Halverson fired Spoor in May and accused her of using her position to fix traffic tickets. Spoor, now a roving judicial assistant, responded by filing a defamation lawsuit against Halverson.

Jordan, who testified that he has filed racial discrimination and sexual harassment complaints against Halverson, now works in Family Court but is no longer a bailiff.

In her closing argument to the commission, Nash-Holmes told the panel it should not be swayed by testimony from current members of Halverson's staff who said she has "been on good behavior."

"I think it's obvious that she's had the whole eyes of this state, and certainly this jurisdiction on her since this became a discipline matter," the special prosecutor said.

Nash-Holmes told commissioners they had heard "strong and overwhelming evidence" that Halverson abuses staff and her power.

"I think that what she did for the first few months of her tenure as a judge shows what she is like as a judge," the special prosecutor argued.

Nash-Holmes discussed Halverson's treatment of Jordan, who alleged the judge regularly required him to put on her shoes, prepare her lunch and clean her chambers. Jordan testified that Halverson once asked him to massage her neck.

"You saw how he testified," Nash-Holmes said. "This man did his best to hold his composure on there. He illustrated her voice and her attitude and stuff when he had to, but he tried to be deferential, and yet he broke down crying, to the point where he couldn't even talk about some of the things that happened to him."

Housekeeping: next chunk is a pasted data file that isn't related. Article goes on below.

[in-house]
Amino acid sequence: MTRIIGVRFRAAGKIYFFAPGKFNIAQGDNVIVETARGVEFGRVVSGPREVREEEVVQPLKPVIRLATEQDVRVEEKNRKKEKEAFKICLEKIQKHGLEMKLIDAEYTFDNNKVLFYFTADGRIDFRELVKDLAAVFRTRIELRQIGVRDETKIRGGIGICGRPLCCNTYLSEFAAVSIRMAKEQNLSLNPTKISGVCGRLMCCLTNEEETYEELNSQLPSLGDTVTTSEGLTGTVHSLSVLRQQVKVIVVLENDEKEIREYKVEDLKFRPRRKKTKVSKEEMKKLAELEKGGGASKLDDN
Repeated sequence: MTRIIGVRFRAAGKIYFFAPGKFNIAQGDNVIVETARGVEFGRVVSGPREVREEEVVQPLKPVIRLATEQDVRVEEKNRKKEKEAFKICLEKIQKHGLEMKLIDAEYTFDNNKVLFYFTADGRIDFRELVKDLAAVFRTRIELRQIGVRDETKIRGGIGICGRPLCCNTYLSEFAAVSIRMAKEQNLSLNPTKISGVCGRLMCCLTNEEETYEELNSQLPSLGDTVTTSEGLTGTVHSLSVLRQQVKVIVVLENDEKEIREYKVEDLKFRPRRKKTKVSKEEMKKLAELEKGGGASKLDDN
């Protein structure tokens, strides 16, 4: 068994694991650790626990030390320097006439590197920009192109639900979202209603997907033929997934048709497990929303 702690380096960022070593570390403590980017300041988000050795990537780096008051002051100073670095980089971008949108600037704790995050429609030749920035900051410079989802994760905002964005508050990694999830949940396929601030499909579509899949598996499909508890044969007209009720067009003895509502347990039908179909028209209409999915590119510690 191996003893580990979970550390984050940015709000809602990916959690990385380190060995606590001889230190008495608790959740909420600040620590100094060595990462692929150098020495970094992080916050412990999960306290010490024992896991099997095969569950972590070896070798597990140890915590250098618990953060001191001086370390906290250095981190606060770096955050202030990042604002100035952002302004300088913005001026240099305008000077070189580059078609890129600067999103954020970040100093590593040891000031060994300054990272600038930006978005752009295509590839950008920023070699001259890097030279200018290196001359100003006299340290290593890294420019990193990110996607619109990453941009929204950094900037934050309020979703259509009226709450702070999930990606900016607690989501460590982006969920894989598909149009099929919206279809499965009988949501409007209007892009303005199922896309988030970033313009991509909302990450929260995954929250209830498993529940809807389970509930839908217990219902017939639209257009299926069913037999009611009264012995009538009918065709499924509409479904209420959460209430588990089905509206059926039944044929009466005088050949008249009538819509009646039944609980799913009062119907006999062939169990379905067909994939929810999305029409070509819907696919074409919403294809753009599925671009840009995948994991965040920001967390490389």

During Jordan's cross-examination, Commissioner Richard Wagner, a Pershing County district judge, expressed concern that Halverson appeared to be trying to intimidate the witness. Wagner, who was presiding over the hearing, asked Arrascada to question the witness from a different location in the room.

"As this witness is testifying, it appears that in fact counsel is standing right behind Judge Halverson, and in doing so it appears to be a staring contest with Judge Halverson into the eyes of this witness, not blinking at any time, with some type of an expression on her face which appears to be intended to try to intimidate this witness," Wagner said.

Arrascada urged commissioners "to end these proceedings here and now."

"New judges make mistakes," the attorney argued. "Longtime judges make mistakes, if these were truly mistakes. But the remedies are, they go up -- and I know the court disagrees with me, but remedies of mistakes go up on appeal, and they're handled that way. If every judge suffered judicial discipline because they made a mistake of law or fact or made an error in their rulings, we wouldn't have a single judge here."

In an appeal of the suspension order, filed this week with the Supreme Court, Halverson's lawyers argued that the hearing "lacked due process and was fundamentally unfair."

According to the document, the commission gave "unfettered subpoena power" to the special prosecutor but "denied the issuance of almost all subpoenas requested by Judge Halverson."